Fonterra's orchestration of the announcement of CEO Theo Spierings departure was symphony-like. Here's hoping its next moves around a new CEO and board refreshment are as convincing

Fonterra's orchestration of the announcement of CEO Theo Spierings departure was symphony-like. Here's hoping its next moves around a new CEO and board refreshment are as convincing

By David Hargreaves

It was probably just a nervous slip of the tongue that saw Fonterra chairman John Wilson refer to the co-operative's new Chief Financial Officer Marc Rivers as "Marc, our new Chief Executive", but somehow it helped set the tone for a media conference on Wednesday that hinted at change from the start.

Current, but it turns out, not for much longer, CEO Theo Spierings then talked in his usual assured way - but to this observer there was something missing. There was a deadness in the eyes. I thought as he was speaking: "Okay, maybe they are not announcing anything today, but he's gone, he's going, no doubt."

Well, as it turns out, there WAS to be an announcement on Wednesday. With the kind of flourish we used to see from Steve Jobs, master of the 'oh, one final thing' as he flourished the new never-before-seen iPhone from his pocket, or from the TV detective Columbo with his apparently shambling afterthought of "oh, but you see there's just one thing..." Fonterra Chairman Wilson, in the midst of apparently wrapping-up the presentation then said: "I just want to talk to one final matter..."

And then there was the announcement.

This was a bit of brilliantly orchestrated PR pyrotechnics that helped to knock out of their stride a heavyweight, baying, contingent of finance journalists who had knives poised ready to launch at the Fonterra top brass.

But problem! How does one call for the head of the CEO when it's just been presented to you on a plate?

Instead the focus became attempting to link Spierings' departure at a yet-to-be-announced-date with the $405 million write-down on the $756 million investment made on 18.8% of Beingmate Baby Food Co in 2015 - an investment Spierings trumpeted at the time as a "game changer".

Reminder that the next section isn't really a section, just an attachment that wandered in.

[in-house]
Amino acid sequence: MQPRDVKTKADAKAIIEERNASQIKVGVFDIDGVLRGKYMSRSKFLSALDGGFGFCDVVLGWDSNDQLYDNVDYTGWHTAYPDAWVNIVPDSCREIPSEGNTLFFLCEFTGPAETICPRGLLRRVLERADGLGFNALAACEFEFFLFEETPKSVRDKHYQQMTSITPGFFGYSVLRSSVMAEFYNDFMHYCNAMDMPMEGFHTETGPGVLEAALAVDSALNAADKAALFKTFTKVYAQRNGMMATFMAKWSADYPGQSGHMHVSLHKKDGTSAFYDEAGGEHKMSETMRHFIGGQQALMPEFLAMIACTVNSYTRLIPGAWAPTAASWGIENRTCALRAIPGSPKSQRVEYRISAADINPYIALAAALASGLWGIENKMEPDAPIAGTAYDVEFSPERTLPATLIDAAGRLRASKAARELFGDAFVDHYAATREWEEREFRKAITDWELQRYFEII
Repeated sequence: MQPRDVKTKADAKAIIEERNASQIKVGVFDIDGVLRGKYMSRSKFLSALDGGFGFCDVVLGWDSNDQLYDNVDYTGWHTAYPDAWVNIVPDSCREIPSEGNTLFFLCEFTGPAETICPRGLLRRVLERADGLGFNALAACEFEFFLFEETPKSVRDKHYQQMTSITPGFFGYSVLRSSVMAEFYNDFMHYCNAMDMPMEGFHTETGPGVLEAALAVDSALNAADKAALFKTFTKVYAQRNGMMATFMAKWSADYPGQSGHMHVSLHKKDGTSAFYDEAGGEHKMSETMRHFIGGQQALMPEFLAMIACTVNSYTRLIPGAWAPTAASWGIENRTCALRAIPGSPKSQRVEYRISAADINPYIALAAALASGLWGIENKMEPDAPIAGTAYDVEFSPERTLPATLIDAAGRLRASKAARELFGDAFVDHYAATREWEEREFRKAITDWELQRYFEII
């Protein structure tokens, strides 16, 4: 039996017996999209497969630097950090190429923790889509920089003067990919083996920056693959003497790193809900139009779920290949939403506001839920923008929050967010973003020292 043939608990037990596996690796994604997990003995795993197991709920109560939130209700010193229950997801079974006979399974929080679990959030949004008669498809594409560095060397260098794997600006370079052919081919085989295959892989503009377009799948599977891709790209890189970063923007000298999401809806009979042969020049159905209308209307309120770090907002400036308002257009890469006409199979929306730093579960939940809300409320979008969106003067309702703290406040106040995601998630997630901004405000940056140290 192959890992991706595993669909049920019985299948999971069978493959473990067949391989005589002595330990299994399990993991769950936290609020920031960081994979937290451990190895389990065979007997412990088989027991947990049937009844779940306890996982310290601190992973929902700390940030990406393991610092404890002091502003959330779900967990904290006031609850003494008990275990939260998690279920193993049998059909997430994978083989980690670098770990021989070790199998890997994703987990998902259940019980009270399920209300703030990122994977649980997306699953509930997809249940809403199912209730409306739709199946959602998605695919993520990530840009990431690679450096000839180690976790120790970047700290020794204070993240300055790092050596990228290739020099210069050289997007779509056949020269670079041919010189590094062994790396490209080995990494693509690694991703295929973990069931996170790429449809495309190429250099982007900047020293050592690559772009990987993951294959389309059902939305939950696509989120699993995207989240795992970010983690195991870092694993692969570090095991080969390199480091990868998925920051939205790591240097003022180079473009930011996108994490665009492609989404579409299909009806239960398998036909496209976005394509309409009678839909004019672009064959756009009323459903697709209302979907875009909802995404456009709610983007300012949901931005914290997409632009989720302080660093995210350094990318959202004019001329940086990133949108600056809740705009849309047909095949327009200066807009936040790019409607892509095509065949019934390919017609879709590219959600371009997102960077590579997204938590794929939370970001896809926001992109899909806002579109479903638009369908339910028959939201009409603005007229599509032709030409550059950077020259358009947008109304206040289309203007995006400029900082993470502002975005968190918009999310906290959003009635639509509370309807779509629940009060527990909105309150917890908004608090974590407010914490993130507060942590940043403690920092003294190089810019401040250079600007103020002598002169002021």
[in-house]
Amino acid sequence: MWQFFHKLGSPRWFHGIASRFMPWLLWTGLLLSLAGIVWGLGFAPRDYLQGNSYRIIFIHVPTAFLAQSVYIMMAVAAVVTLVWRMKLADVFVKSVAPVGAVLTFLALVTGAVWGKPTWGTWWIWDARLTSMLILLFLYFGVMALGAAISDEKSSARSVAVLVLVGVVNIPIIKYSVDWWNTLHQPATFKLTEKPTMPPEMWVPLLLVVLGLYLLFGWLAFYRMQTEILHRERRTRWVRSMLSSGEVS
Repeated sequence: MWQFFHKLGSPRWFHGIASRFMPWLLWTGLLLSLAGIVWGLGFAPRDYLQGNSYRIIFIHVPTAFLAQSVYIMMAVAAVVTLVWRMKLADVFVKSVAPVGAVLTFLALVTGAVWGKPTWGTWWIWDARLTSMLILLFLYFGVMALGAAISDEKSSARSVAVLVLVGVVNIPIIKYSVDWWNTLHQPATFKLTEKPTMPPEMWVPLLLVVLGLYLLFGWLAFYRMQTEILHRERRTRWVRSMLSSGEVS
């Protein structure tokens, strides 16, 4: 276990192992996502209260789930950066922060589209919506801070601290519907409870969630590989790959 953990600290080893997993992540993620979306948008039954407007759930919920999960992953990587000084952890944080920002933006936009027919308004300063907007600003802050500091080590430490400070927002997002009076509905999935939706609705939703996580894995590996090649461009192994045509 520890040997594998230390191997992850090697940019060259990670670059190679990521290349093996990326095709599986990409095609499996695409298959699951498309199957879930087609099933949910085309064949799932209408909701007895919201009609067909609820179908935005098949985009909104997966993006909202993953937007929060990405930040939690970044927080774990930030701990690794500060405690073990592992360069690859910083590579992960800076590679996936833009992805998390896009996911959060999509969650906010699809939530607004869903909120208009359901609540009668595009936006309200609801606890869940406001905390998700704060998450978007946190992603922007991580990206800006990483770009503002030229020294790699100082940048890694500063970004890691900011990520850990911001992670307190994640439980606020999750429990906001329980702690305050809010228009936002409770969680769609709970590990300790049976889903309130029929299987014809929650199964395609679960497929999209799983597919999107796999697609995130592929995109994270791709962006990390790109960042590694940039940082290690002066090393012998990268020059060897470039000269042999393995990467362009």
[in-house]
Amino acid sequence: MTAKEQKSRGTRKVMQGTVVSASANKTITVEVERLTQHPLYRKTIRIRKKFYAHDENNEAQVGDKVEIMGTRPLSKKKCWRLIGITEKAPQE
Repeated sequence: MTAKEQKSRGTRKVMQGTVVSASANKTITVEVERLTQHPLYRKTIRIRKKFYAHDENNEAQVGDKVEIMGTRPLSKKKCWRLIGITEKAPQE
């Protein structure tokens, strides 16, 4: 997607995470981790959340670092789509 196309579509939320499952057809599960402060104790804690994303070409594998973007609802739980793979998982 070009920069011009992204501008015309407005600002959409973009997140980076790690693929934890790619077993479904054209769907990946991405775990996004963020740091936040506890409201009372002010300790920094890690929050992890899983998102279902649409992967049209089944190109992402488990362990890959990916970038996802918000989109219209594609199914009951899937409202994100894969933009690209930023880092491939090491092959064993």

But Wilson wasn't buying any of that, stressing that the search for a replacement began in November last year and having only praise for the job Spierings has done.

Look, this is the way it's done. Executives always resign or retire. It's always a 'mutual decision'. 

None of it actually matters now. Spierings is going. What happens next is what matters.

Yes, the farmers will want someone good as a replacement - but, heck, it goes a lot further than that. New Zealand as a whole needs someone good for the job. The role is that important. It's important for all of us.

It looks as though Wilson is determined to stay on as chairman while the new CEO appointment is finalised. I would strongly suspect that once an appointment is made he will step down soon after. I don't base that on any evidence at all, just a hunch.

Personally, I think that's a mistake that he's staying for now,  and possibly shows a sense of misguided loyalty on Wilson's part; the idea that he must take a strong role in picking the new guy and then his job is done. 

The problem is that Wilson has presided over some not great decisions being made - of which the Beingmate move is the most obvious. The farmers and the New Zealand public now have to trust that he will make the right decision in a replacement for Spierings.

Better to start with a new broom - get a new chairman to pick the new CEO. Make a completely fresh start.

And I think there will have to be a fresh start. 

Spierings was at pains in the media conference to point out that Beingmate was a small part of what Fonterra's doing in China and that things are going well. But this is the sort of thing the company did need to be doing more of before now. Give some detail. Give some reasons why people should be confident of the strategy.